Palm Jebel Ali has been designed with sustainability in mind. The plans include renewable energy resources being incorporated into its infrastructure design, allowing it to become almost completely self-sufficient in power generation once complete. As much as 30 percent of Palm Jebel Ali’s energy requirements will be obtained from renewable sources.

Jordan, UK ministers discuss boosting bilateral relations

Updated 01 June 2023

Jordan, UK ministers discuss boosting bilateral relations

  • Ahmad emphasized his country’s enthusiasm for the expansion of bilateral cooperation while expressing “great” appreciation for Jordan’s efforts to assist refugees

AMMAN: Ahmed Safadi, Jordan’s lower house speaker, on Wednesday met Tariq Ahmad, UK’s minister of state for the Middle East, North Africa, South Asia, and the UN, to help boost bilateral relations in parliamentary fields, the Jordan News Agency reported.

Safadi spoke of the “deep-rooted” friendship between Jordan and the UK and emphasized the importance of joint cooperation to serve common interests to achieve regional security and stability and boost support for the Palestinian people’s right to establish an independent state.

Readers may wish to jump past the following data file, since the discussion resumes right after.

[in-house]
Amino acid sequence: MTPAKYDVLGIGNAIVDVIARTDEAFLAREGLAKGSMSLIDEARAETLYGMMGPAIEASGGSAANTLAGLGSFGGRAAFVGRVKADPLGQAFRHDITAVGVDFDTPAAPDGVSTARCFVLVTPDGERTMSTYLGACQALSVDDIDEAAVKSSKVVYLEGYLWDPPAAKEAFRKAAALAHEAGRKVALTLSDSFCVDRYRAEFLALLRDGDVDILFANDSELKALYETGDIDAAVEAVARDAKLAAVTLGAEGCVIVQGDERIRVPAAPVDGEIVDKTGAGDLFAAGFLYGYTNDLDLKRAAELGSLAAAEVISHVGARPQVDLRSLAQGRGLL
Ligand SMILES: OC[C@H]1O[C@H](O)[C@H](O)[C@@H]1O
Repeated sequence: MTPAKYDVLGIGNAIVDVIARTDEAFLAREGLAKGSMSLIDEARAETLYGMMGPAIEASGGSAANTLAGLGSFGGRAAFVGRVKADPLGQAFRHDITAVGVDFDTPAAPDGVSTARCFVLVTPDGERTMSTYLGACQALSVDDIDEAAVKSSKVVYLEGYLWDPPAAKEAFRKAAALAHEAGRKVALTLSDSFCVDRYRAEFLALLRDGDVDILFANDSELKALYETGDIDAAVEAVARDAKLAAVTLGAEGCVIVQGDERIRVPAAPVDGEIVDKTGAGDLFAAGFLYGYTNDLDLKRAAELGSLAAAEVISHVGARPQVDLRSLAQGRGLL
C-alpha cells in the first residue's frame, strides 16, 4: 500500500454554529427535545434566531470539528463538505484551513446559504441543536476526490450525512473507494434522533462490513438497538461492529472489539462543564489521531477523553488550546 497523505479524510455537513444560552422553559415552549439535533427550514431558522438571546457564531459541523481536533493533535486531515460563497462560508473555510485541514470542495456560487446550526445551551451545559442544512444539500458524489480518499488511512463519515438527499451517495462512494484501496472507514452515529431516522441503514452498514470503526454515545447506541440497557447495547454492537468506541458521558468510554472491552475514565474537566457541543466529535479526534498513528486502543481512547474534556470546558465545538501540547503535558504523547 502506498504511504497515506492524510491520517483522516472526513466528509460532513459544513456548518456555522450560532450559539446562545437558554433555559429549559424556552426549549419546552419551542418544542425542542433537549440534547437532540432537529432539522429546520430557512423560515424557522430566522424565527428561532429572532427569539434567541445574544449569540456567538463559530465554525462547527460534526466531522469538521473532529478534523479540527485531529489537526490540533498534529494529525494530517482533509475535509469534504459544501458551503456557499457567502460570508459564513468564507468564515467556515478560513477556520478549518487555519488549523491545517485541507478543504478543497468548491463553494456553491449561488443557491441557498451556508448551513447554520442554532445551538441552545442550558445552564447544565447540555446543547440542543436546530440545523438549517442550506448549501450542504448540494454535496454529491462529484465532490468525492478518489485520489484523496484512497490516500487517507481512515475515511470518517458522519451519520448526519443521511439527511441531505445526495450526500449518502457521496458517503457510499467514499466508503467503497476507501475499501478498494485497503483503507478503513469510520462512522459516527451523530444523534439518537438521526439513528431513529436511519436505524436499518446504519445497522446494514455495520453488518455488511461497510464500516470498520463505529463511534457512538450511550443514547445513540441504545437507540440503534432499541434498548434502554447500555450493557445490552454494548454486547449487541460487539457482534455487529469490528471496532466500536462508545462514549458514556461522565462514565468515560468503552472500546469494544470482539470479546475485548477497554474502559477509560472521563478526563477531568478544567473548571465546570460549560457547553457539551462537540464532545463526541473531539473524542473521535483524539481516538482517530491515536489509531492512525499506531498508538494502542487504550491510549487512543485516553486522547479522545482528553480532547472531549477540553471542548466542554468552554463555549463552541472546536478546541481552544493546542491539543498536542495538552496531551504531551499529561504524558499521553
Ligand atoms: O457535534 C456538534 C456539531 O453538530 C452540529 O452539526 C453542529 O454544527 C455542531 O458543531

Safadi said Jordan was taking “confident” steps toward enhancing its political, administrative, and economic systems, and that the country had undertaken a “comprehensive” national project to achieve its development goals.

Ahmad said that the UK placed “remarkable” importance on Jordan’s role in the region, highlighting Amman’s “central and important” role in achieving security and stability in the Middle East.

He also stressed his country’s support for Hashemite custodianship over Jerusalem’s holy sites, as well as Jordan’s vision based on the two-state solution to achieve comprehensive peace.

Ahmad emphasized his country’s enthusiasm for the expansion of bilateral cooperation while expressing “great” appreciation for Jordan’s efforts to assist refugees.